“It’s good to go into business with that experience of having been an employee. It helps us empathize with our staff and have a better understanding of what works and doesn’t work. For Mike and I, it’s not just about the money. We wanted to build a company that we would want to work for.”
Being thorough … where warranted
Although much of the technical development is now in the hands of their staff, Meier and Lockerbie continue to feel that their engineering background benefits their approach to business.
“It makes us focus on quality and reliability and avoid shortcuts. Our decisions aren’t life or death – not like, say, the work of a civil engineer – but our philosophy is to approach them as though they were. Our customers’ livelihoods depend in part on the performance of our products so we don’t want to ever be cavalier about our decision. When things aren’t working, we believe in digging down to find the root cause rather than just try to hack together a solution. If you go for the quick fix without understanding the ultimate cause, other problems could crop up later. It’s all summed up by that word in the engineering crest – Thorough.”
Even so, Meier cautions that one of the challenges engineers face in the world of business is the tendency to become too navel-gazing for the wrong reasons. “You have to get out in front of your customers early and often to determine what is really important to them. As engineers, we tend to like to sit and tinker and not tell anyone what we’re doing until we think it’s absolutely perfect. The trouble is, though, you could waste weeks working on something no one cares about. You have to make sure you’re solving actual problems and fulfilling customers’ needs rather than waste time creating solutions looking for a problem.”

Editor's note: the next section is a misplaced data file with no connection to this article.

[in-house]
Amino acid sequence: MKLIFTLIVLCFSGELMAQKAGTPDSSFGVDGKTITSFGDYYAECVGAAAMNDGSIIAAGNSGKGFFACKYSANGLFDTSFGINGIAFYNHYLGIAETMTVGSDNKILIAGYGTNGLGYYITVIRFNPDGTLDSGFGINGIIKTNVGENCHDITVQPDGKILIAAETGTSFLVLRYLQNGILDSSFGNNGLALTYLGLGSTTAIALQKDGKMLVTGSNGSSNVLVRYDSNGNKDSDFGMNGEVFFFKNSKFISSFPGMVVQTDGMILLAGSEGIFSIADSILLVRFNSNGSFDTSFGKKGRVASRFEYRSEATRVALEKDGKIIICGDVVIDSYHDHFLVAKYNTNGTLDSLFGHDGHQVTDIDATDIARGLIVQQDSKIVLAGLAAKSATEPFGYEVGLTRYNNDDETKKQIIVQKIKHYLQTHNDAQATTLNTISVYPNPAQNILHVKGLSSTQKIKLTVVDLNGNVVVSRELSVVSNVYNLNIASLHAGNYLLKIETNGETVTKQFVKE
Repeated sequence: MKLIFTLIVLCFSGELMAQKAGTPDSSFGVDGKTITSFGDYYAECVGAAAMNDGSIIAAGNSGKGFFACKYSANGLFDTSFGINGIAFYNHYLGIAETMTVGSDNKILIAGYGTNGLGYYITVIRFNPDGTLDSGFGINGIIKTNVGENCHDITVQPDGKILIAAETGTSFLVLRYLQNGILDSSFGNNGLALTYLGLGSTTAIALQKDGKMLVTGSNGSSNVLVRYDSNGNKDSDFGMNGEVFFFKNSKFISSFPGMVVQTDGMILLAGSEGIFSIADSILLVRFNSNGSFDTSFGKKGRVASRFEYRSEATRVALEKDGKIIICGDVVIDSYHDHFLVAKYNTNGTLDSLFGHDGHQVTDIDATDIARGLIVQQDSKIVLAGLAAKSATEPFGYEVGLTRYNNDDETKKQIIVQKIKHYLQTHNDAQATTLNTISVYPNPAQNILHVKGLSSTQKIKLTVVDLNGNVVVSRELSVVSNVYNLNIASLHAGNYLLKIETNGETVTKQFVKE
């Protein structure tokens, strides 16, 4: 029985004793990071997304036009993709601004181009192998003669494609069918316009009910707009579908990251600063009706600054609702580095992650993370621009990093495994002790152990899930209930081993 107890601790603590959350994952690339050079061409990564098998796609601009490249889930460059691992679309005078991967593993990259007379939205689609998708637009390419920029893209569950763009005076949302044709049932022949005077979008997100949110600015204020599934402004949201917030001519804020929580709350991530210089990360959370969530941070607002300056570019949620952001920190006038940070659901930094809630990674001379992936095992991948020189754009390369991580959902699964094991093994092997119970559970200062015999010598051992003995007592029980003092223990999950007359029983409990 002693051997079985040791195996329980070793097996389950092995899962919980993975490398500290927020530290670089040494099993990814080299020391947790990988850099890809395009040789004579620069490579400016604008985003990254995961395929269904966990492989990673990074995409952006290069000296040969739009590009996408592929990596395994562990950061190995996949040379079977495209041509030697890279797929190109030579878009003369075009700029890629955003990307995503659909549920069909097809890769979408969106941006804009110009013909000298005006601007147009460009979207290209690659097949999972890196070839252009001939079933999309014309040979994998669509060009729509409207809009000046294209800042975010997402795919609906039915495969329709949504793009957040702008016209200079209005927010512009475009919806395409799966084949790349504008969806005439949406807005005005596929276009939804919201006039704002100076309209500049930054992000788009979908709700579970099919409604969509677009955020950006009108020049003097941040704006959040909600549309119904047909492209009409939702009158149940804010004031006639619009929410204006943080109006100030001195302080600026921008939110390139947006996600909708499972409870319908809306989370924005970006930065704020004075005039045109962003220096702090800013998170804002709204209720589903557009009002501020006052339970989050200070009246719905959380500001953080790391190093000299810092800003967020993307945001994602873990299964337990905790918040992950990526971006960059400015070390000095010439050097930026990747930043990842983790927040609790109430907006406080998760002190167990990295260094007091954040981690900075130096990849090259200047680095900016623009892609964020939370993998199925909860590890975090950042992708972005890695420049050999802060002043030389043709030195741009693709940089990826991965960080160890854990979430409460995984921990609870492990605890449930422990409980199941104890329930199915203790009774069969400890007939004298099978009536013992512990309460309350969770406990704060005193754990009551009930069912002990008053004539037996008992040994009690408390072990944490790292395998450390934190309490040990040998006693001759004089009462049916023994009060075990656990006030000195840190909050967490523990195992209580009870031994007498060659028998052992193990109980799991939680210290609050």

Meier’s overall advice for engineers looking to become entrepreneurs is to brace themselves for uncertainty.
“Entrepreneurship isn’t for everyone. It’s stressful. Unlike in many workplace situations and especially many engineering careers, you can’t control everything. That can also be liberating because you don’t need to ask permission. If you have an idea, you can just go for it. But with that freedom comes risk. We’ve been fortunate to make money but, no matter how good your idea is, you could easily toil away and make no money at all.”